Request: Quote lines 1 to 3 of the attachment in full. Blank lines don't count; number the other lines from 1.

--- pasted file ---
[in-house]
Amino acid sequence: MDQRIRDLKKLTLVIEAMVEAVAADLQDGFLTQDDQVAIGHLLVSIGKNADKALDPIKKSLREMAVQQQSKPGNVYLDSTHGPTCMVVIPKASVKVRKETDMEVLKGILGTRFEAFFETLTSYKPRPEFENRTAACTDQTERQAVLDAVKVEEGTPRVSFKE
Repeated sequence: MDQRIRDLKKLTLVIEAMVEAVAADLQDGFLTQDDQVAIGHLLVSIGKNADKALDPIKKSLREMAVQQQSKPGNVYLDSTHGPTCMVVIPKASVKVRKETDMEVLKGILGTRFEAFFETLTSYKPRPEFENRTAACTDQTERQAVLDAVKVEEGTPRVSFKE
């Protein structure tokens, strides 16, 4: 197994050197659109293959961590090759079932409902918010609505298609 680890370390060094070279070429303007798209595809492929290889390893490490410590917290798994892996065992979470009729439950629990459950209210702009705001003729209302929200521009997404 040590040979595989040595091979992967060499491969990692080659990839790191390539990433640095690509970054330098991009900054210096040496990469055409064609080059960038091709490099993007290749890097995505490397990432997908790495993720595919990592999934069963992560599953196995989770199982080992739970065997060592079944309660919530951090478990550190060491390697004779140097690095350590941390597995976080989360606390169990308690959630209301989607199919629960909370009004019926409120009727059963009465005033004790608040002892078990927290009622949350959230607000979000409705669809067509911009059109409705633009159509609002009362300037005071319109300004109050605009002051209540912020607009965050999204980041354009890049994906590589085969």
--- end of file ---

[in-house]
Amino acid sequence: MDQRIRDLKKLTLVIEAMVEAVAADLQDGFLTQDDQVAIGHLLVSIGKNADKALDPIKKSLREMAVQQQSKPGNVYLDSTHGPTCMVVIPKASVKVRKETDMEVLKGILGTRFEAFFETLTSYKPRPEFENRTAACTDQTERQAVLDAVKVEEGTPRVSFKE
Repeated sequence: MDQRIRDLKKLTLVIEAMVEAVAADLQDGFLTQDDQVAIGHLLVSIGKNADKALDPIKKSLREMAVQQQSKPGNVYLDSTHGPTCMVVIPKASVKVRKETDMEVLKGILGTRFEAFFETLTSYKPRPEFENRTAACTDQTERQAVLDAVKVEEGTPRVSFKE